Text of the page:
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Put citizens first for a successful smart city

Submitted by on 29 Sep 2016 – 11:59

Building a successful smart city requires a city-led and citizen focussed approach. Smart cities need to have smart citizens to be fully inclusive, innovative and sustainable. The city of Ghent strongly focuses on its smart citizens, and actively enables them to become smarter. Daniel Termont, Mayor of Ghent explains his vision for an inclusive, smart and child-friendly city, which will be a better place for everyone to live, work and enjoy

ghent_mayors_daniel-termont_3In Ghent, we combine our historical facades with a forward looking vision. By 2020, I want my city to be open, inclusive, smart and child-friendly. Key to this vision is our citizens: we want to build the Ghent of the future together, a better place for everyone to live, work and enjoy.

Discussions around smart cities are too often driven by technology and industry. I believe cities – and their citizens – are at the core of the smart city transition. Technology is an important ingredient of course: we are looking to cutting edge solutions to better manage our energy and transport systems, process and visualise data and make life easier for citizens. We’re not overlooking the low tech solutions that complement these: well-organised bike paths, for example, and vertical farming. Technology for us is a means not an end, and becoming smarter is about a whole lot more.

We need to find new ways of working together so we can make the most of everyone’s expertise. Public administrations, citizens, businesses and research institutes: we are all part of the same urban ecosystem and we all have something to offer. By pooling our resources, we can create better solutions that truly address our challenges and are owned by the entire city.

In Ghent, we have several tools to make this cooperation happen, like the Ghent Climate Alliance, which is behind our vision of becoming climate neutral. We bring everyone together to discuss, debate and explore the path to climate neutrality. And our Ghent Living Lab is an innovative platform where citizens, developers, researchers and businesses can co-create their city.

Smarter cities rely on data, so opening up data is an important initiative for Ghent. Students and developers can use it to work on new solutions, including apps that make life easier for residents, like a waste collection calendar and an app to locate free parking spaces. We’ve even turned it into a competition: our annual hackathon, Apps for Ghent, invites developers to turn our open data into exciting new apps. We’ve seen examples such as Studio Dott’s Popbike, which allow users to calculate the best bike route and share bikes, and Ghendetta, a game that encourages users to explore and conquer city districts.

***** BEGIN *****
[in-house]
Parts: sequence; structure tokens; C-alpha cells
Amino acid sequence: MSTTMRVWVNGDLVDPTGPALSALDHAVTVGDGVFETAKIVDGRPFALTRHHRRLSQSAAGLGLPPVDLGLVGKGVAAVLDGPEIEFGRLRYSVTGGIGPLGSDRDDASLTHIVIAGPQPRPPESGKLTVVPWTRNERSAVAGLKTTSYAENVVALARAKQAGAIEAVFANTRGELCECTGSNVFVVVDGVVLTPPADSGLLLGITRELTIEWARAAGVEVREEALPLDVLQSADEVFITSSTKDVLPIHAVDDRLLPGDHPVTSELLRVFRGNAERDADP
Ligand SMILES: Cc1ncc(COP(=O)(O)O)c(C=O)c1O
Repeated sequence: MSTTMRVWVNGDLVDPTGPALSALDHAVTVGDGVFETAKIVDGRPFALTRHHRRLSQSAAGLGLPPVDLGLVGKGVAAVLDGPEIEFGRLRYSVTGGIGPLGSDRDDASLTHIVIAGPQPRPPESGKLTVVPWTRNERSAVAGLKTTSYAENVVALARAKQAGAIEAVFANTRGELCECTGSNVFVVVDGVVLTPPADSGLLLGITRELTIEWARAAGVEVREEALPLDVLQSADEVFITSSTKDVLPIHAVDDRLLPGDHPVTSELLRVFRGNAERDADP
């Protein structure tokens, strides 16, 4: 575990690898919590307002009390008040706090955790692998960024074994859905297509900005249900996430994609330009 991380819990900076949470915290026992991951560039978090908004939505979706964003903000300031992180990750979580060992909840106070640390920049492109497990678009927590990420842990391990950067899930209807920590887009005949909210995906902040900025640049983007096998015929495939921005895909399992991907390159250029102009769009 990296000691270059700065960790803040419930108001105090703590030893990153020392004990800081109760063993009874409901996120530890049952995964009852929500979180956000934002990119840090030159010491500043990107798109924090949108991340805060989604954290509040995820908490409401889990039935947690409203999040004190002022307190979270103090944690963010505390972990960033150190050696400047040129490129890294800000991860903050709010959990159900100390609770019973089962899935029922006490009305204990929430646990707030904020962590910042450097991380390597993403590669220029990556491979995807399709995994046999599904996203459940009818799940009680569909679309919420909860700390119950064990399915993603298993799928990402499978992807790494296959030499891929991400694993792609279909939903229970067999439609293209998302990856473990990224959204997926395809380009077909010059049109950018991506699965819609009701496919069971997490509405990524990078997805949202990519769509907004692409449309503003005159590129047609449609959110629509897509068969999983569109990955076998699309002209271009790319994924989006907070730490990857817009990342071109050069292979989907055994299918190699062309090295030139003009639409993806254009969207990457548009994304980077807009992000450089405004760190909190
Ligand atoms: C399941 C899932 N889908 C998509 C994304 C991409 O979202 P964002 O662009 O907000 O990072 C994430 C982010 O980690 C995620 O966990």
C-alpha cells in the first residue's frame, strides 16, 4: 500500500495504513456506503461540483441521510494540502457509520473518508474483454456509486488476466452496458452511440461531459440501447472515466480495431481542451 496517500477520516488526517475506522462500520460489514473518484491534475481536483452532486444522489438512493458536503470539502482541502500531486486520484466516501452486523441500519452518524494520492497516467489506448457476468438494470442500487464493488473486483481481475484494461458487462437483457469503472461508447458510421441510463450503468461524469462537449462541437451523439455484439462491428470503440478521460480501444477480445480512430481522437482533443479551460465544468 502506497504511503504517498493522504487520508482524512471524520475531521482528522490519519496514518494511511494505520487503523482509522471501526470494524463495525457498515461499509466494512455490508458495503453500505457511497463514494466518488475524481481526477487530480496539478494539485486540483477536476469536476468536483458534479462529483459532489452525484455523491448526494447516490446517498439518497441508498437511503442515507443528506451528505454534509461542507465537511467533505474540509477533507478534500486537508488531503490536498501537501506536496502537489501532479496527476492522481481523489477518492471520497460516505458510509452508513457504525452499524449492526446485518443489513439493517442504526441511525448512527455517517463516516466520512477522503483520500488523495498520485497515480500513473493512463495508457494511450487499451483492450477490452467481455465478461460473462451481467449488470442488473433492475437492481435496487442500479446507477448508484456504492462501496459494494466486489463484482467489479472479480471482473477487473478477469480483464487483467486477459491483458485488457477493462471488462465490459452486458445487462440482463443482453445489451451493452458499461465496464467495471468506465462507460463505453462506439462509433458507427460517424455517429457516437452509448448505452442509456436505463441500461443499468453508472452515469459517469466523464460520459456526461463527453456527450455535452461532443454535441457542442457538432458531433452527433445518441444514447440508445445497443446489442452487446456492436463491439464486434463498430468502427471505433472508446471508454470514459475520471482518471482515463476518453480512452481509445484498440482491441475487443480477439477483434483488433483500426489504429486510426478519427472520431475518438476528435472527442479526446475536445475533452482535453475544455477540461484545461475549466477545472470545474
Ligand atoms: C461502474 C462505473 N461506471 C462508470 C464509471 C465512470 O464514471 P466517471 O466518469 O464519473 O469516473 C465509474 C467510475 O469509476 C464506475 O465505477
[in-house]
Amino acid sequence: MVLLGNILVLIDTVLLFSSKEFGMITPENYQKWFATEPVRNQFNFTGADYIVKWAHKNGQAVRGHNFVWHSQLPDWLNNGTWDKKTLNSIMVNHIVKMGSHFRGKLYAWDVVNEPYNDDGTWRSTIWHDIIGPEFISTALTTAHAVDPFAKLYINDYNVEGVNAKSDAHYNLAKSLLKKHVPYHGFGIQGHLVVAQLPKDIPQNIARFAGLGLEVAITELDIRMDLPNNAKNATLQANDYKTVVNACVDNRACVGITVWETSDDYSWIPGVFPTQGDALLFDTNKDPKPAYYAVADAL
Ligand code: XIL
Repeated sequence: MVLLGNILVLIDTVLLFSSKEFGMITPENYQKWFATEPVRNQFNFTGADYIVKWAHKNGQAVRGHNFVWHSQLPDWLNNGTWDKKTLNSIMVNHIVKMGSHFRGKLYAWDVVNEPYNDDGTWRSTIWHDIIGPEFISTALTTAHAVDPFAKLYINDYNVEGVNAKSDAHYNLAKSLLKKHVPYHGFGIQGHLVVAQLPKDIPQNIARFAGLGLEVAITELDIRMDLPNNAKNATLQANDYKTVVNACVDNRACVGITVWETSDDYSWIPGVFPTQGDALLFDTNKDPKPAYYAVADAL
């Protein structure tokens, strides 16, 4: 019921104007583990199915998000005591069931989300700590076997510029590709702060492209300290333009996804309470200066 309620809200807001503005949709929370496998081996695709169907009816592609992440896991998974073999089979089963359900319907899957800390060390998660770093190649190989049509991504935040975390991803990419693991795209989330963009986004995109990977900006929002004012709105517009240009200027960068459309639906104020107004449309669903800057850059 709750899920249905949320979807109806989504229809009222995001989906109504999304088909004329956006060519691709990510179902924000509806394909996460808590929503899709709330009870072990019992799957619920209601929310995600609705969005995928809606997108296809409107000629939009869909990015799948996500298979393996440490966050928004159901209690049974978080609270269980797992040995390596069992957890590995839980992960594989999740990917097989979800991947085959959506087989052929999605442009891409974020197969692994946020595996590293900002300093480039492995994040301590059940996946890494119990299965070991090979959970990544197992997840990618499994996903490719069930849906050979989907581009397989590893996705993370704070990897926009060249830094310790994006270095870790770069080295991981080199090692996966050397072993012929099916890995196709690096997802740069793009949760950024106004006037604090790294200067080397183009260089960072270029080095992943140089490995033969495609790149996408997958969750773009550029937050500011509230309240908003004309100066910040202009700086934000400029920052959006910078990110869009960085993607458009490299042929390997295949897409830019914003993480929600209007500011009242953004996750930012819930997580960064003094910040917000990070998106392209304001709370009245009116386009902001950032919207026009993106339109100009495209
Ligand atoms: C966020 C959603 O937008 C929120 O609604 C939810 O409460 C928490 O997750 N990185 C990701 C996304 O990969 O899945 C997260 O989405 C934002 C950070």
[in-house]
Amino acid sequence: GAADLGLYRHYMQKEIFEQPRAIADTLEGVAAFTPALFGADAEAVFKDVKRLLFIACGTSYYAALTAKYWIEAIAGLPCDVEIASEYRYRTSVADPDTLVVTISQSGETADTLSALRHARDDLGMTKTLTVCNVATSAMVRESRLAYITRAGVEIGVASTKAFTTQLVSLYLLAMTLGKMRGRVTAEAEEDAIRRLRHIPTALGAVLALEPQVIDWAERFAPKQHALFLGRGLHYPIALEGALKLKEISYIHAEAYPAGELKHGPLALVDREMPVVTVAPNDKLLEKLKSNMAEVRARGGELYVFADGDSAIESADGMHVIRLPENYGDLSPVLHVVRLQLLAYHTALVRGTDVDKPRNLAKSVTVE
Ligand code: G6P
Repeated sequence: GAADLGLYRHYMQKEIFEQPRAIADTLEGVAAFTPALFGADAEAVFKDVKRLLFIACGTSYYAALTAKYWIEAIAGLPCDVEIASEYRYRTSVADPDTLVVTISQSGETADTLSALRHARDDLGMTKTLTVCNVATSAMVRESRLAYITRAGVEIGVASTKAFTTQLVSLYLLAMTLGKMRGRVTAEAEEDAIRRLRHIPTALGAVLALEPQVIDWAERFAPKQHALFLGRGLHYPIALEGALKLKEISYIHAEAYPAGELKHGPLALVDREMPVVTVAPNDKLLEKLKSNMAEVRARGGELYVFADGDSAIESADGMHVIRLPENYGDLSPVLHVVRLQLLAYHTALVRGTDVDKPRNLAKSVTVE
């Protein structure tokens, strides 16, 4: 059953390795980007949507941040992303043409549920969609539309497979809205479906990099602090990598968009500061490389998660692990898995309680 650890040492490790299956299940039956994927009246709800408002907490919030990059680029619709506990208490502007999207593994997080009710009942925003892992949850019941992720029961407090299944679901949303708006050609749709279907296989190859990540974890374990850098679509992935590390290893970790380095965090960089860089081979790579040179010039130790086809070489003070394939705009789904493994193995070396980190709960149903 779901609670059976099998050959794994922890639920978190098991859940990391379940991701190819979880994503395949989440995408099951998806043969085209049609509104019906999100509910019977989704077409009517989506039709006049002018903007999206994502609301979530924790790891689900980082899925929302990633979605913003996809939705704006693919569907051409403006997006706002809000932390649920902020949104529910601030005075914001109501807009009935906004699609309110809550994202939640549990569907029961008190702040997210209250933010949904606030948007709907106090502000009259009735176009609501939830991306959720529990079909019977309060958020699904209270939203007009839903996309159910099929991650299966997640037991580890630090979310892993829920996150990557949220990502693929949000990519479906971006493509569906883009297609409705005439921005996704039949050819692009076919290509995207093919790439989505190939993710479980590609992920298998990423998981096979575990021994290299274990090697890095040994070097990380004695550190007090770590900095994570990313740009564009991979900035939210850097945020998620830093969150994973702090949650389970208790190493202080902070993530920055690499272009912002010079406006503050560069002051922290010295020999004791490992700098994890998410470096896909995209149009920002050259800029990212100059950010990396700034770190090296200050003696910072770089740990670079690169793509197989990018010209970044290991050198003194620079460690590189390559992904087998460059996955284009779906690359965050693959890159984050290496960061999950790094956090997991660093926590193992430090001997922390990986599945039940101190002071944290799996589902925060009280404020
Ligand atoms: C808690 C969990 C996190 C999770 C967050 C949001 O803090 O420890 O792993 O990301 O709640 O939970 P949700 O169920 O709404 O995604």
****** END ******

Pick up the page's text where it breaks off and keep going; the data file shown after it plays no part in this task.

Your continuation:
Ofcourse there are limitations. One of the challenges many cities face with opening data is protecting citizens’ privacy. Citizens need to be able to access, use and manage their data, and for this they need adequate digital skills. This is a priority for Ghent, as we want to make sure technology is accessible to everyone. All of our citizens need to be part of this transition.

It is essential then that we create a level playing field, so local businesses and entrepreneurs can benefit. We need common and open standards and better interoperability between systems. Not only would this open the market to more actors, especially locally, but it would bring down costs and maximise the release, accessibility and usability of data, helping businesses grow.

In becoming smarter, we will learn lessons and encounter challenges along the way. A direct dialogue with the European Commission would enable us to address these challenges as and when they arise. The new urban agenda for the EU provides a suitable framework and the tools for this cooperation.

EU-funded projects are important for testing and scaling up new solutions. Ghent is involved in several projects, including the Green Digital Charter, through which we commit to reducing our carbon footprint through smart ICT.

While these projects are important, we are noticing that competition between cities to win EU-funded projects is on the rise. Applying for these opportunities is demanding on administrative and staff capacity, and there is no guarantee of success. What’s more, it is often national or regional governments that allocate the share of funding that local authorities can receive. This means that the opportunities at EU level don’t always match our local needs, so I would strongly recommend giving cities direct access to EU funding.

As a mayor, I know every corner of my city and have the daily contact with the citizens. From street to strategic level, this knowledge is crucial for making smart city solutions work.

Working with cities means working with citizens, so by strengthening the links between the European institutions and cities, we are building a stronger Europe, one that is closer to its citizens